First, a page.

This film came out of the director's frustration with watching the nightly news and hearing generals, politicians and pundits, explaining the political and economic cost of the war in the Middle East, without ever mentioning the human cost. He wanted to hear about the war by the people affected by it most: doctors, nurses, poets, artists, soldiers, and his personal favorite, musicians. Michael Franti, world-renowned musician and human rights worker, travels to Iraq, Palestine and Israel to explore the human cost of war with a group of friends, some video cameras and his guitar.
A compelling soundtrack, visual and musical montages and Franti's intimate voiceovers make the film speak to the MTV, X, Y & Z generations, as well as the baby-boomers. A true armchair travel film pulling the audience into these war zones in the company of Michael's guitar, eloquence and wit - you feel the humanity, artistic resilience and sometimes horrific experience of what it's like to live under the bombs and military occupation.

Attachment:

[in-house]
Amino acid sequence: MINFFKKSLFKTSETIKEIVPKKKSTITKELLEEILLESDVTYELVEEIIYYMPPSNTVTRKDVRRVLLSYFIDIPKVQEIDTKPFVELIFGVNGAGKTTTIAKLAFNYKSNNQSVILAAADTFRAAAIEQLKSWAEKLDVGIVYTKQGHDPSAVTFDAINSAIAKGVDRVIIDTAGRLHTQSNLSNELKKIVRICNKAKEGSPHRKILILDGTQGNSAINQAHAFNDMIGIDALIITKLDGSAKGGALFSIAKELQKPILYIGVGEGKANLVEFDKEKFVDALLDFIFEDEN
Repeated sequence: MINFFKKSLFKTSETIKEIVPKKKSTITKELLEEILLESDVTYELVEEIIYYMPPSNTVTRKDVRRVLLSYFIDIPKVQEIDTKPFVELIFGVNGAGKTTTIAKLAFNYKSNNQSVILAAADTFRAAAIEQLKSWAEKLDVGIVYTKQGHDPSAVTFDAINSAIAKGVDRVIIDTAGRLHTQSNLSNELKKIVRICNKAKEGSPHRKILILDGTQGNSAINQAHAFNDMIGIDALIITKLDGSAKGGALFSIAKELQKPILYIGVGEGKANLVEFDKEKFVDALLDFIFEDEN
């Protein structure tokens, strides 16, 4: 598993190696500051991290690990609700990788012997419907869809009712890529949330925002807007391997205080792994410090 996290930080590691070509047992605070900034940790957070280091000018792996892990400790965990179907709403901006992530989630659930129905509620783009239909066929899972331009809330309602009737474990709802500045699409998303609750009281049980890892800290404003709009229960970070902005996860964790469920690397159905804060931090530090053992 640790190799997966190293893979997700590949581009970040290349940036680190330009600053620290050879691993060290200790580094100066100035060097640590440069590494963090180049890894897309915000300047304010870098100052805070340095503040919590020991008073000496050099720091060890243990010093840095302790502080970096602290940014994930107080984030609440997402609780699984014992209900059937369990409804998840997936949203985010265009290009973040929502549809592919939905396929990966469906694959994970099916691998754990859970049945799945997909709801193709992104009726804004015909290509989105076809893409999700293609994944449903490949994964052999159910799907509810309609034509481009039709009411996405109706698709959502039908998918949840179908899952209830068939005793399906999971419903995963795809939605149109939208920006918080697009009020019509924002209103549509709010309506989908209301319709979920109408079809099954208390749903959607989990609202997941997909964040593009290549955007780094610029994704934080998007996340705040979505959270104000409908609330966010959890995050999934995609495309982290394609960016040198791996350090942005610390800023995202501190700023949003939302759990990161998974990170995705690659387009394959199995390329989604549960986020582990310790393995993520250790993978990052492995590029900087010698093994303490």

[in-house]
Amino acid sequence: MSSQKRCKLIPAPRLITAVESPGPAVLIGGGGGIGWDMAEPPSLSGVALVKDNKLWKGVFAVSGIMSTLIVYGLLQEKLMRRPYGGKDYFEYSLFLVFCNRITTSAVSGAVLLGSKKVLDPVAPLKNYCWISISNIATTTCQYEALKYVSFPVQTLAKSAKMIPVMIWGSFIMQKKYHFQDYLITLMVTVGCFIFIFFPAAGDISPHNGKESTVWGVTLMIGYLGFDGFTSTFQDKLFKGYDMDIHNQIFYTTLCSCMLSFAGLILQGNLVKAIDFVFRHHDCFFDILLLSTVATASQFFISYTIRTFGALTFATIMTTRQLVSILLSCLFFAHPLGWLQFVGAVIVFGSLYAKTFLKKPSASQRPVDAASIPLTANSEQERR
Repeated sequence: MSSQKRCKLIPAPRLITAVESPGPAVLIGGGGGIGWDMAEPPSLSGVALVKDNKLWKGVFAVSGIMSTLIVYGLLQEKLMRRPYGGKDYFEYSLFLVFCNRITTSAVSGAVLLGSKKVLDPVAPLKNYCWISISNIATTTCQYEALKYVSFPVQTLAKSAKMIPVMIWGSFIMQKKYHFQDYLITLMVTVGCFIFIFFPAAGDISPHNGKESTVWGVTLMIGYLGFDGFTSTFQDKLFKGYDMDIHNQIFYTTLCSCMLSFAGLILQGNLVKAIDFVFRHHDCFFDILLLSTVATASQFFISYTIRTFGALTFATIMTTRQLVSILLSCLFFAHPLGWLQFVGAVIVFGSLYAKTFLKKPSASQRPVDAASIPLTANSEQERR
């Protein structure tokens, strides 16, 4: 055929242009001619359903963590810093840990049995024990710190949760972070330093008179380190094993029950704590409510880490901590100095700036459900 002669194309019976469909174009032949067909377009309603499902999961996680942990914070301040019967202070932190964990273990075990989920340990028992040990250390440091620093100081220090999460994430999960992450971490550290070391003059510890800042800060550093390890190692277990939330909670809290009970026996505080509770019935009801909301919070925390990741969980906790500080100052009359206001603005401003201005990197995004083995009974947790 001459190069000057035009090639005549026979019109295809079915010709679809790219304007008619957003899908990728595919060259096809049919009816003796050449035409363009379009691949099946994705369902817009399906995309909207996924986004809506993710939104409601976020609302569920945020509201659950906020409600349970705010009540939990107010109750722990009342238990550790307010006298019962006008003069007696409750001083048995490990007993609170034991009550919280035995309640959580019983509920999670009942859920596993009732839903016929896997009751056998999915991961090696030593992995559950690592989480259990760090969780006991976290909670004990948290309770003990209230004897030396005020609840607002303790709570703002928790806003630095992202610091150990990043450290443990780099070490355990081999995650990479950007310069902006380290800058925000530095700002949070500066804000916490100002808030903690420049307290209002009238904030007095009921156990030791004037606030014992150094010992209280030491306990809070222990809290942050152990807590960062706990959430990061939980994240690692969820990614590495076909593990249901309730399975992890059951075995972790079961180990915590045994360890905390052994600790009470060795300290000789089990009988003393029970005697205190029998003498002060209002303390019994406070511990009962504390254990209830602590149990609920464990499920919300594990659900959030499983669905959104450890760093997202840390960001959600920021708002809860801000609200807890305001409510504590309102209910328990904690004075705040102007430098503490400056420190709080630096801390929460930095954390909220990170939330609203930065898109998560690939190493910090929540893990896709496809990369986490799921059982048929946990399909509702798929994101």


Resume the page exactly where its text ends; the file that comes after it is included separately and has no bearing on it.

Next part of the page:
With its guerrilla style footage captured in active war zones, the documentary is unlike the many academic and politically driven pieces in the marketplace, instead offering the audience a sense of intimate travel and the opportunity to hear the voices of everyday people living, creating and surviving under the harsh conditions of war and occupation.